Review the list of participating employers in advance and identify which employers/organizations are most important or interesting for you to meet (available in Handshake prior to the event).
Bring 5-10 copies of your resume.
Practice your “elevator pitch” or how you will approach employers. For example: “I’m a psychology major and I’ll be graduating in June. Can you tell me more about your organization? What kinds of positions do you have? I’m interested in positions related to…”
Prepare some questions to ask the recruiters and feel free to take notes when they give you information. Questions may include: What types of entry-level positions do you have? Do you have any internship opportunities? How do I apply? May I have your business card so I can follow up?
Take notes and bring them to your next advising appointment.

Remember: Employers are attending because they are looking to hire. Take this opportunity to network with employers and make a great first impression. You can do this!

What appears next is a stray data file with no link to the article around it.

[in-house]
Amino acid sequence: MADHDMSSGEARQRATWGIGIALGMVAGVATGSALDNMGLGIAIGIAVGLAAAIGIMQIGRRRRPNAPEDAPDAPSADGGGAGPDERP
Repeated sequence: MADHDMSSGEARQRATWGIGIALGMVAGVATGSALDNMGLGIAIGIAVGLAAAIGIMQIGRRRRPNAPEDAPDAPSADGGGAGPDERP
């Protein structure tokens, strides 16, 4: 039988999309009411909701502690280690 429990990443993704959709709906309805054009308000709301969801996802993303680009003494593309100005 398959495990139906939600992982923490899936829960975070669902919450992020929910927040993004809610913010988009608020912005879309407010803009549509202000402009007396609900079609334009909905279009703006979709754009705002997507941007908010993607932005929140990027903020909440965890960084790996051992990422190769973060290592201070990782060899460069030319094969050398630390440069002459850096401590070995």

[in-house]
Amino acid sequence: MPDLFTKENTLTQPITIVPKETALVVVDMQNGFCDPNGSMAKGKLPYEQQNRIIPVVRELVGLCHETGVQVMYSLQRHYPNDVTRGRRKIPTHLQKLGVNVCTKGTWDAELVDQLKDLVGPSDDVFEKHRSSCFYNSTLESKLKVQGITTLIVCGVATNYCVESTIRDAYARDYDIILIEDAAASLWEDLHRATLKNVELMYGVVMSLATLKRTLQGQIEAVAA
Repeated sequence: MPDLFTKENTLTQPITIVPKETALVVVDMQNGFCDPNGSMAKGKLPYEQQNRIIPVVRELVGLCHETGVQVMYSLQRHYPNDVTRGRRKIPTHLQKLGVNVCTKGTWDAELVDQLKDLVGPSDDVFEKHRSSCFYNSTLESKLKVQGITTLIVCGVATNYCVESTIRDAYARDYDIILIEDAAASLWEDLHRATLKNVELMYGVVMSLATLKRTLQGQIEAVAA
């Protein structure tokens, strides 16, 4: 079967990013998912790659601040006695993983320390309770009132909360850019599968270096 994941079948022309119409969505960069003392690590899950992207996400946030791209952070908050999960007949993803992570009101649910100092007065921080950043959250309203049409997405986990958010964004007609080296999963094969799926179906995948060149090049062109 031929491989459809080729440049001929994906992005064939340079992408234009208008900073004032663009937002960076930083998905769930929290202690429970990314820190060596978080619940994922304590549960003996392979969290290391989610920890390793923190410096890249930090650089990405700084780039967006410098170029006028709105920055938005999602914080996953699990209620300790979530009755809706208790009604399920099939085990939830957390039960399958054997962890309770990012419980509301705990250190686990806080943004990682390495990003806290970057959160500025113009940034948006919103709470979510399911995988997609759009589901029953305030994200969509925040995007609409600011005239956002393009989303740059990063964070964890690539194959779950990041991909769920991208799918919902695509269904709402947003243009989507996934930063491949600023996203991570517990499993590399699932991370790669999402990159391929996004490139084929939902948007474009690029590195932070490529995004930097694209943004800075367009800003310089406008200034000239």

The Great Unknown

IMG_7864 by Molly MacGilbert

I’m graduating in 11 days. The emotion that arises when I think about this fact can only be expressed as a cross between a celebratory squeal of freedom and a blood-curdling Hitchcock scream. The question I’ve been asked at an increasing frequency in recent months, weeks and days provokes a similar cocktail of excitement and terror: “What’s next?”

Really, the person who has asked me this question the most is myself. And despite the ominous tick-tocking of the clock of my undergraduate education, the answer remains: I don’t know. I still have no idea what I want to be when I grow up. And regardless of my search for answers and the anxiety that arises when I come up short, I think I’m becoming more okay with not knowing.